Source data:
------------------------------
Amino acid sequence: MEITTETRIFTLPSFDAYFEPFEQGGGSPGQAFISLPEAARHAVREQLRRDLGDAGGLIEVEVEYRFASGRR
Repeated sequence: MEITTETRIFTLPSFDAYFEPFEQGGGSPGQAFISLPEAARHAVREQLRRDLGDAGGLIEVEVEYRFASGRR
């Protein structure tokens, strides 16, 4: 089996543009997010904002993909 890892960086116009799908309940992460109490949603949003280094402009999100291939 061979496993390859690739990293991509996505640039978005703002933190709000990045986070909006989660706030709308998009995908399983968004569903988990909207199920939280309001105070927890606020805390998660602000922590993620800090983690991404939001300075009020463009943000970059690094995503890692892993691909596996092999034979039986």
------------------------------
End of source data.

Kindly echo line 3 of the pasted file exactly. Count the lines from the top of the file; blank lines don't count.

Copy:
């Protein structure tokens, strides 16, 4: 089996543009997010904002993909 890892960086116009799908309940992460109490949603949003280094402009999100291939 061979496993390859690739990293991509996505640039978005703002933190709000990045986070909006989660706030709308998009995908399983968004569903988990909207199920939280309001105070927890606020805390998660602000922590993620800090983690991404939001300075009020463009943000970059690094995503890692892993691909596996092999034979039986």